When I think of the Goldendoodle puppy, I think of the Forrest Gump quote, “Life is like a box of chocolates. You never know what you’re going to get.”

However, even though you don’t know exactly what surprise is inside the chocolate you’ve chosen, it’s still chocolatey goodness! Likewise, Goldendoodles are still golden.

Why are there so many different answers to the question, “Do Goldendoodles shed?”

So, you may have asked one mom if Goldendoodles shed and she says no. Another mom says that Goldendoodles do shed. What’s up with that? I think part of it is in perspective. If a dog owner has enjoyed the companionship of a Golden Retriever in the past, now has a Goldendoodle, and someone asks about Goldendoodle shedding, the point of reference for shedding was her high-shedding dog.

The answer is quite likely, “what shedding?”

On the other side of the coin, maybe a new Goldendoodle parent is a first-time dog owner. They’ve read about the fictional “non-shedding Goldendoodle” and find dust bunnies in the house and fur in the brush and say, “Wow! That’s a lot of hair! I wasn’t expecting this!” You see where I’m going with all of this.

So, I decided to track down the thoughts of people who attend to all kinds of dogs all day, every day. Which dogs would veterinary experts say are low-shedding dog breeds? Would Goldendoodles be part of the consideration set? Turns out, yes. According to VetStreet’s article, Vet’s Name 10 Dog Breeds That Shed the Least,

Poodle mixes (including the Goldendoodle) ranked high with the 249 veterinary professionals that were surveyed. (However, since Goldendoodles aren’t truly a breed, they could not make the official top 10 list.) BTW, the intelligent, loveable Poodle was ranked #1 for low-shedding breeds.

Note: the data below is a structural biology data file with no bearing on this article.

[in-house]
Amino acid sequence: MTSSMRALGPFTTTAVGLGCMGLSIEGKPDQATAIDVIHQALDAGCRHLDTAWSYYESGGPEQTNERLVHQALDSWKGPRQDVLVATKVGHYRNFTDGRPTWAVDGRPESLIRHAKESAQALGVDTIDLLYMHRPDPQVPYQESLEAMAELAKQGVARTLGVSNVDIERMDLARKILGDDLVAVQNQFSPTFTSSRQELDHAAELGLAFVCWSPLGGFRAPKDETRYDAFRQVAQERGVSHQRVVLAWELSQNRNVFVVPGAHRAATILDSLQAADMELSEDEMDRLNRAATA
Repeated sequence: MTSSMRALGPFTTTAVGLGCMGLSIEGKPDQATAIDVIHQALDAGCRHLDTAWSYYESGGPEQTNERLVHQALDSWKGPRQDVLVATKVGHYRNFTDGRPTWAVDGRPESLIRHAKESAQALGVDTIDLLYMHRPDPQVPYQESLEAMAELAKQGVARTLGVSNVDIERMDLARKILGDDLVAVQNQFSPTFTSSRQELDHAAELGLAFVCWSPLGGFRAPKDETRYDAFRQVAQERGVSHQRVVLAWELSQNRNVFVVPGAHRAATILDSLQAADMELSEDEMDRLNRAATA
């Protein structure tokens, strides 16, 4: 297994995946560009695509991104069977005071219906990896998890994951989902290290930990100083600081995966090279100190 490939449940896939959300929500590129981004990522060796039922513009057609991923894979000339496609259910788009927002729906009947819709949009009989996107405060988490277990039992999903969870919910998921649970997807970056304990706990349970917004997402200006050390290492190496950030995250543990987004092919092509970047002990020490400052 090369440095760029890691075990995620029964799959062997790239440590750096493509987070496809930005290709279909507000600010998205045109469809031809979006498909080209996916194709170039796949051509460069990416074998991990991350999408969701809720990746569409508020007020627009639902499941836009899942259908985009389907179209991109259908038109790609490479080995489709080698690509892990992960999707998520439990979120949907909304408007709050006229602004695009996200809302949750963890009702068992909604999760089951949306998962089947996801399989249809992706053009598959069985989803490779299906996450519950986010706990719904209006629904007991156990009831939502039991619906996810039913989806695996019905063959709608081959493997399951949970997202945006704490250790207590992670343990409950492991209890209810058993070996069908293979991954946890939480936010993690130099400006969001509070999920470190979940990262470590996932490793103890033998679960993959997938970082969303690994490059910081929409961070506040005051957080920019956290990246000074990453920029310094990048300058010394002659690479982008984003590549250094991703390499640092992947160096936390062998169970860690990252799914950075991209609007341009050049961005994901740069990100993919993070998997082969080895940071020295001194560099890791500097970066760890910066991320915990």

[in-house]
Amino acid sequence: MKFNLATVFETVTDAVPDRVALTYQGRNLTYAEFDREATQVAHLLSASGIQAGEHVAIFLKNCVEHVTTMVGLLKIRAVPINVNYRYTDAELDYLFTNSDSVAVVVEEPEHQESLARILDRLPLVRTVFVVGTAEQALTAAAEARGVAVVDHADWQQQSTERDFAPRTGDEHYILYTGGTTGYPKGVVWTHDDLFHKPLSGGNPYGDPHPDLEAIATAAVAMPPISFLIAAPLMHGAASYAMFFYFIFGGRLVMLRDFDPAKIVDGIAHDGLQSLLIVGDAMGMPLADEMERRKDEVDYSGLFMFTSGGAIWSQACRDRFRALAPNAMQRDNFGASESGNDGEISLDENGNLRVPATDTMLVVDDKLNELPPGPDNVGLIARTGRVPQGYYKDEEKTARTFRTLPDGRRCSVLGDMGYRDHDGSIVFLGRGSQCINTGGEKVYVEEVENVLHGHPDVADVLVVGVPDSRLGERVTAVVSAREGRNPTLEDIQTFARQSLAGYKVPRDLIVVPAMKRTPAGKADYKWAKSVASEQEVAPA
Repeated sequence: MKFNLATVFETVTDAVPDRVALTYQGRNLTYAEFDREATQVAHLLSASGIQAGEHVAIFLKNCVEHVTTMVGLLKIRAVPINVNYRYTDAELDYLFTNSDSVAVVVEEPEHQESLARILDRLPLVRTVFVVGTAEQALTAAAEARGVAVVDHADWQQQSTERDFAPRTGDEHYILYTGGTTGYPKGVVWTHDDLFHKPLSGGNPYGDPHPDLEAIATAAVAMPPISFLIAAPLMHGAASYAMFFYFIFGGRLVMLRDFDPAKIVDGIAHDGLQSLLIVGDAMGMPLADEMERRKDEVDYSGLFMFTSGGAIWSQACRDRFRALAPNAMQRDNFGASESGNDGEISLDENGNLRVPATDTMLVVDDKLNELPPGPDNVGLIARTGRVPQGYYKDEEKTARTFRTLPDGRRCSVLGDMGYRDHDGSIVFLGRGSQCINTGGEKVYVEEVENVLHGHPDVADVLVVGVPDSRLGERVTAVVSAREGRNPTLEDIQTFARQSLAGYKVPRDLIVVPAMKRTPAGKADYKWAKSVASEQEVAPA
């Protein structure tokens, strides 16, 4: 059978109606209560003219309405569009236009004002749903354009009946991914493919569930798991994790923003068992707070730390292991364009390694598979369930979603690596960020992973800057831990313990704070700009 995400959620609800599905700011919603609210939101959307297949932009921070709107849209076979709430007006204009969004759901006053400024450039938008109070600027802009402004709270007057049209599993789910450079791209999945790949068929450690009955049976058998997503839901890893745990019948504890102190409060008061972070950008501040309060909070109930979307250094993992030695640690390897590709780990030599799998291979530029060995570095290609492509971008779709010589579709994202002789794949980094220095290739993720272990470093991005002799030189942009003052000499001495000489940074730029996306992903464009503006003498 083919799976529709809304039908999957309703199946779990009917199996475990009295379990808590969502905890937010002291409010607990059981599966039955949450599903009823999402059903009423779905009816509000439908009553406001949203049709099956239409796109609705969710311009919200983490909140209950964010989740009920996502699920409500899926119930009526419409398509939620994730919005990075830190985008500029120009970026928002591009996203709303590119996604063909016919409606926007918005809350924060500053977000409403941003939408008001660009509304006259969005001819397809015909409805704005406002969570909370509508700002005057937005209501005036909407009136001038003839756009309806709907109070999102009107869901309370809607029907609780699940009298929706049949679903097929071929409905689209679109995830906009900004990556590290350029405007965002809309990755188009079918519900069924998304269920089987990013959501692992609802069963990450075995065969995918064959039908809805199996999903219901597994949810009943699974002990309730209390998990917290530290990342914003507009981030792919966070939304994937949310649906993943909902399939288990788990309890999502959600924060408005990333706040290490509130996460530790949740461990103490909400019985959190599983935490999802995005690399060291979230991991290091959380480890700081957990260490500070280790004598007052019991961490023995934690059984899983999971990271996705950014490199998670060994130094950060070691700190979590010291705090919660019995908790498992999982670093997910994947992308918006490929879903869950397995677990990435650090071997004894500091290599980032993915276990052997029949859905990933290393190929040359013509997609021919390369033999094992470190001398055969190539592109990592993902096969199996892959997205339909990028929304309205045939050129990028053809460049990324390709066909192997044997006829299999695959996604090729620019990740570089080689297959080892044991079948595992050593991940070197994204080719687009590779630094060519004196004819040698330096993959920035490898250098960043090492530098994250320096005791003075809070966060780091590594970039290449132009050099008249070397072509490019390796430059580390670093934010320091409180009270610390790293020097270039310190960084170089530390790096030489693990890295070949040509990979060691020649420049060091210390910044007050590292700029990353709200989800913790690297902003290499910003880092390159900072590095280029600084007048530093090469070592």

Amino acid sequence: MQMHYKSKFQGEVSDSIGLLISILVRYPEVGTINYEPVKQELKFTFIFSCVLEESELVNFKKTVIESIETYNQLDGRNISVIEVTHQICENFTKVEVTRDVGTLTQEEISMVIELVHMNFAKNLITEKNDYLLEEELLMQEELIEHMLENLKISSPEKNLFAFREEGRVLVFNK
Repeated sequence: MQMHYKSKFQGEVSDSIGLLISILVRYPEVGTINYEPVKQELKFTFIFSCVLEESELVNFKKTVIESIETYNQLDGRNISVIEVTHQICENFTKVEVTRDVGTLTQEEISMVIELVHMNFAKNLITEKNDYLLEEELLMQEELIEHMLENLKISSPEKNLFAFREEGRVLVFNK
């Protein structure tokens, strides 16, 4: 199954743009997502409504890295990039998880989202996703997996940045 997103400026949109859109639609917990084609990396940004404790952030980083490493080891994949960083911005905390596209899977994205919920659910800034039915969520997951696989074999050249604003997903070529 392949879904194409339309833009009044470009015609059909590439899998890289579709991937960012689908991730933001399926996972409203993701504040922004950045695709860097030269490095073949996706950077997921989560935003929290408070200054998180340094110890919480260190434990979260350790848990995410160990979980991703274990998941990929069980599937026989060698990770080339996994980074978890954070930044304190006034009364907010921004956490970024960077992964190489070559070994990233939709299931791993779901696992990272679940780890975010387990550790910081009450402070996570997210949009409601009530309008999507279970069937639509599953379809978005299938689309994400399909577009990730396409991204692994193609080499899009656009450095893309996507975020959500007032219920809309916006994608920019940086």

Is there anything you can do to help the shedding?

Fur sure! From my experience as a Doodle mom, consistent brushing is the best thing you can do for your Goldendoodle’s hair care.

It will release the loose hair that has shed or is ready to shed from the coat. Plus, it keeps the hair from matting. (For more about Goldendoodle grooming, check out my companion articles: The Best Brush for a Goldendoodle and How To Trim Your Goldendoodle’s Face: What I Learned from a Pro.)

After grooming Chloe, I shaped the hair that had collected in her brush into a heart.
After all, dog hair is a sign you’re loved by a furry family member.

How much does Goldendoodle Chloe shed?

Finally, here’s my personal experience as the mom of an adult Goldendoodle dog who’s my companion and inspiration.

I would consider Chloe to be a low-shedding dog. There isn’t hair all over the sofa, there isn’t hair all over my black leggings (but some fabrics attract more hair than others), and when I pet her, I don’t get hair on my hands.

However, there are dust bunnies on the floor, stray hairs here and there, and there is plenty of hair in Chloe’s hairbrush.

Consistent brushing keeps Chloe’s hair from matting and releases the loose hairs that are hiding in her fluffy coat.

Doodles are golden, but no dog is a shedless miracle of Mother Nature. So let down your hair down and have a ball with your furry family member! Hug your adorable Goldendoodle doggo and let the good times (and some dust bunnies) roll!

Where does your dog fall on the shedding scale?